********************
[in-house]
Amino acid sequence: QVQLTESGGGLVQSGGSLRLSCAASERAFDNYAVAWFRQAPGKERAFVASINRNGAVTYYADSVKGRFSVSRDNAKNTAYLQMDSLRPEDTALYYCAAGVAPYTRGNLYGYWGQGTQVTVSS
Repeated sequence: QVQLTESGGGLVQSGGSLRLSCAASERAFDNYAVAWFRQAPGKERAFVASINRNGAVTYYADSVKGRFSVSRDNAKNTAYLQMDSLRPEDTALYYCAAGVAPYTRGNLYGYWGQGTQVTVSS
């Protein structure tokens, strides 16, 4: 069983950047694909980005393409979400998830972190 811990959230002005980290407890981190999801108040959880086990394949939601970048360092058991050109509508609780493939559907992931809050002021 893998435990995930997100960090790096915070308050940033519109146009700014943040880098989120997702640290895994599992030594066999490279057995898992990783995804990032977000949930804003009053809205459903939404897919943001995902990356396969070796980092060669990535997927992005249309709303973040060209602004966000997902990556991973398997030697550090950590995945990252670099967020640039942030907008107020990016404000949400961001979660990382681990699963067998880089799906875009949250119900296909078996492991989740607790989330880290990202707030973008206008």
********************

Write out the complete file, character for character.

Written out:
[in-house]
Amino acid sequence: QVQLTESGGGLVQSGGSLRLSCAASERAFDNYAVAWFRQAPGKERAFVASINRNGAVTYYADSVKGRFSVSRDNAKNTAYLQMDSLRPEDTALYYCAAGVAPYTRGNLYGYWGQGTQVTVSS
Repeated sequence: QVQLTESGGGLVQSGGSLRLSCAASERAFDNYAVAWFRQAPGKERAFVASINRNGAVTYYADSVKGRFSVSRDNAKNTAYLQMDSLRPEDTALYYCAAGVAPYTRGNLYGYWGQGTQVTVSS
């Protein structure tokens, strides 16, 4: 069983950047694909980005393409979400998830972190 811990959230002005980290407890981190999801108040959880086990394949939601970048360092058991050109509508609780493939559907992931809050002021 893998435990995930997100960090790096915070308050940033519109146009700014943040880098989120997702640290895994599992030594066999490279057995898992990783995804990032977000949930804003009053809205459903939404897919943001995902990356396969070796980092060669990535997927992005249309709303973040060209602004966000997902990556991973398997030697550090950590995945990252670099967020640039942030907008107020990016404000949400961001979660990382681990699963067998880089799906875009949250119900296909078996492991989740607790989330880290990202707030973008206008």